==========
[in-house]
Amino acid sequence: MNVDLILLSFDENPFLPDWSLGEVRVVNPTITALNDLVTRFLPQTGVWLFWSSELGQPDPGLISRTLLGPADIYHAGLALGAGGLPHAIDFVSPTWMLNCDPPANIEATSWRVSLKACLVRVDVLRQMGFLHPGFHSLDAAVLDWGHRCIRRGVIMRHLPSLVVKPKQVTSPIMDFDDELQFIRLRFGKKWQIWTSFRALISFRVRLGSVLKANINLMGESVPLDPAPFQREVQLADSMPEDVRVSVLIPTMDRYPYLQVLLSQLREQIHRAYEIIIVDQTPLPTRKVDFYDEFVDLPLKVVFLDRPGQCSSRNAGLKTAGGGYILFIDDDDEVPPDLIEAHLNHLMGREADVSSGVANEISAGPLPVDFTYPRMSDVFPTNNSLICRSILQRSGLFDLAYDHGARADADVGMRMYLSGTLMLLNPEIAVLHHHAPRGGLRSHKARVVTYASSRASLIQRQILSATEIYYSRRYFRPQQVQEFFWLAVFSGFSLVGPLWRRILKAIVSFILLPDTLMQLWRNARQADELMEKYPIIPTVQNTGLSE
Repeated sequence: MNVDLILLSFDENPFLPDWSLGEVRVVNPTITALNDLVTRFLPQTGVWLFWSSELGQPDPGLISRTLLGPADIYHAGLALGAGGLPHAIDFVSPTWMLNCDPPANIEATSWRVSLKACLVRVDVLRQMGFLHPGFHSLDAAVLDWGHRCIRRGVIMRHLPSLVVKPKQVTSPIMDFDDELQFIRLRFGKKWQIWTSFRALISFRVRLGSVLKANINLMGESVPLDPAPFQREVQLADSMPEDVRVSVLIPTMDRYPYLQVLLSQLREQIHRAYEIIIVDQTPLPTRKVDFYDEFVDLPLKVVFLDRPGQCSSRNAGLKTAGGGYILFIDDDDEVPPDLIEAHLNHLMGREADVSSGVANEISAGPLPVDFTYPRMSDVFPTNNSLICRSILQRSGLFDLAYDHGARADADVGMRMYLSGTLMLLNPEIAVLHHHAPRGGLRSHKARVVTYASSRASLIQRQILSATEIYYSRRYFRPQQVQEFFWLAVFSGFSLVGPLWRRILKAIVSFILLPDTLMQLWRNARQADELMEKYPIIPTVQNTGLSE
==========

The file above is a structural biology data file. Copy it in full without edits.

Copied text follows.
[in-house]
Amino acid sequence: MNVDLILLSFDENPFLPDWSLGEVRVVNPTITALNDLVTRFLPQTGVWLFWSSELGQPDPGLISRTLLGPADIYHAGLALGAGGLPHAIDFVSPTWMLNCDPPANIEATSWRVSLKACLVRVDVLRQMGFLHPGFHSLDAAVLDWGHRCIRRGVIMRHLPSLVVKPKQVTSPIMDFDDELQFIRLRFGKKWQIWTSFRALISFRVRLGSVLKANINLMGESVPLDPAPFQREVQLADSMPEDVRVSVLIPTMDRYPYLQVLLSQLREQIHRAYEIIIVDQTPLPTRKVDFYDEFVDLPLKVVFLDRPGQCSSRNAGLKTAGGGYILFIDDDDEVPPDLIEAHLNHLMGREADVSSGVANEISAGPLPVDFTYPRMSDVFPTNNSLICRSILQRSGLFDLAYDHGARADADVGMRMYLSGTLMLLNPEIAVLHHHAPRGGLRSHKARVVTYASSRASLIQRQILSATEIYYSRRYFRPQQVQEFFWLAVFSGFSLVGPLWRRILKAIVSFILLPDTLMQLWRNARQADELMEKYPIIPTVQNTGLSE
Repeated sequence: MNVDLILLSFDENPFLPDWSLGEVRVVNPTITALNDLVTRFLPQTGVWLFWSSELGQPDPGLISRTLLGPADIYHAGLALGAGGLPHAIDFVSPTWMLNCDPPANIEATSWRVSLKACLVRVDVLRQMGFLHPGFHSLDAAVLDWGHRCIRRGVIMRHLPSLVVKPKQVTSPIMDFDDELQFIRLRFGKKWQIWTSFRALISFRVRLGSVLKANINLMGESVPLDPAPFQREVQLADSMPEDVRVSVLIPTMDRYPYLQVLLSQLREQIHRAYEIIIVDQTPLPTRKVDFYDEFVDLPLKVVFLDRPGQCSSRNAGLKTAGGGYILFIDDDDEVPPDLIEAHLNHLMGREADVSSGVANEISAGPLPVDFTYPRMSDVFPTNNSLICRSILQRSGLFDLAYDHGARADADVGMRMYLSGTLMLLNPEIAVLHHHAPRGGLRSHKARVVTYASSRASLIQRQILSATEIYYSRRYFRPQQVQEFFWLAVFSGFSLVGPLWRRILKAIVSFILLPDTLMQLWRNARQADELMEKYPIIPTVQNTGLSE